Pollux, one of my dogs, is whining, ears pricked, tail wagging, and staring directly at me. I can tell he is desperately trying to tell me something. Is he hungry, thirsty, in need of a trip outside, just bored? Are the squirrels on the porch bird-feeder too exciting for him to handle quietly? Or is it something else completely?
I FEEL that I should know what he is trying to communicate, it goes beyond a wish to make my little dog as happy as he makes me. We are talking about one of those persistent aches, like a missing limb I can feel but not use.
There are others out there with this ache, trying to fill it in any way we can. Religion, science, philosophy, a more vague spirituality. It seems to have been a common theme for humanity over the millenia. A search for some thing, some understanding of ourselves and our place that has been missing.
We have been denatured, “deprived of [our] natural character, properties...” Somewhere over the tens of thousands of years that our species has been on earth, we have cut ourselves off from our component parts.
Once human civilization became efficient at taking care of our base needs, food, water, shelter, we stopped paying much attention to anything other than our minds. In fact, in the lucky first world cultures, most people forget that our super-organism, that which holds our brain, is something to take care of at all. We are so immersed in our mind that we seldom notice our body, nor appreciate and nurture it.
But there is another property of the human being that all but a few societies and individuals have forgotten. There are an infinite number of names for that quantity we ignore, that “where we fit in the universe.” Animal, Soul, Intuition, Self, God. We’ve created arts and culture, science and philosophy, spirituality and religion to help us understand our place and function. But these are still constructs and understandings of our mind.
There is a place we fit in the universe. It’s here, we have just forgotten. We are looking for our animal. Not our body, the chemistry, hormones, or physical needs. Not our minds, that higher function.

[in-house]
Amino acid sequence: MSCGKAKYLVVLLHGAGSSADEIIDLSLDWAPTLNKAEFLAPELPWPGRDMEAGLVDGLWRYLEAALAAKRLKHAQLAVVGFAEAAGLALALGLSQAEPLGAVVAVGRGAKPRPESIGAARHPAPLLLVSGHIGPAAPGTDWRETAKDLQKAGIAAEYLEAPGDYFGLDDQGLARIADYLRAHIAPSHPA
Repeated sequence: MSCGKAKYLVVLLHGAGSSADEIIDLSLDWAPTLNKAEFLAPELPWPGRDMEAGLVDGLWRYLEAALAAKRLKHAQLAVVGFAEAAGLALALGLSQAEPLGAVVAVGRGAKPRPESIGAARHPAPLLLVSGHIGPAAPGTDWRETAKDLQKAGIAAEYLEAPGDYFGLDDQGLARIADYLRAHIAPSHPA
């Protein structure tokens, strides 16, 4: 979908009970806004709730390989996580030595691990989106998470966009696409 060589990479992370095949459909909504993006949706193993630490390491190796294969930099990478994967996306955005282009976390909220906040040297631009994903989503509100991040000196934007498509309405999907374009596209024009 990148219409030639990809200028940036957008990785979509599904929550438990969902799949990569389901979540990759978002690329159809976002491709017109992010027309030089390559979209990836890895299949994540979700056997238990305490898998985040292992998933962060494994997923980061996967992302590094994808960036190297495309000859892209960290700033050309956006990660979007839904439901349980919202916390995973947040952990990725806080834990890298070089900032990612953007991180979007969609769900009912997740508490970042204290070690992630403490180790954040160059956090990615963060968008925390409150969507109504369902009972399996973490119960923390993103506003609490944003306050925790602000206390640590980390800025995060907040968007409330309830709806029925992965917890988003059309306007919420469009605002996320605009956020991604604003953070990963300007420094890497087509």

Every other species on earth integrates and interacts intimately with their environment and the other organisms in it. It goes beyond our intellectual understanding of animal behavior. Yes, predators practice mutual avoidance, marking trees to let others know who, what, where, when they were there and where others should go to avoid a confrontation. It’s more than that the duck sees me and the dogs coming and explodes out of the pond, alerting the other animals to our presence. It’s understanding nature, animals, plants, the environment. My horses know that the coyote trotting through their pasture is not interested in them, but in taking the shortest route. The sparrow and chipmunk scratching in the leaf litter under the feeders are aware of where the other is going, and they rarely meet. The trees know what is going on, by a fungal communication system, but also in ways we can’t scientifically comprehend yet. Animals will play with each other, forming interspecies alliances or friendships.
I feel that I am part of that great understanding. Or should be. I should be able to communicate with the trees, the moss, the chipmunks, my dogs. There was a time when humans weren’t so alienated from their environment. Long, long ago. But there is still a pathway to that “natural character.” It’s that missing limb, that hole we search to fill. If we can feel it, we can find it again.
We have been denatured. We need to renature ourselves, unite our parts to create a working whole: mind, body, animal. How do we get there? That is my quest-ion.
You could say that my life’s goal is to be able to know for sure if it’s just that the squirrel on the porch is thumbing his nose at Pollux.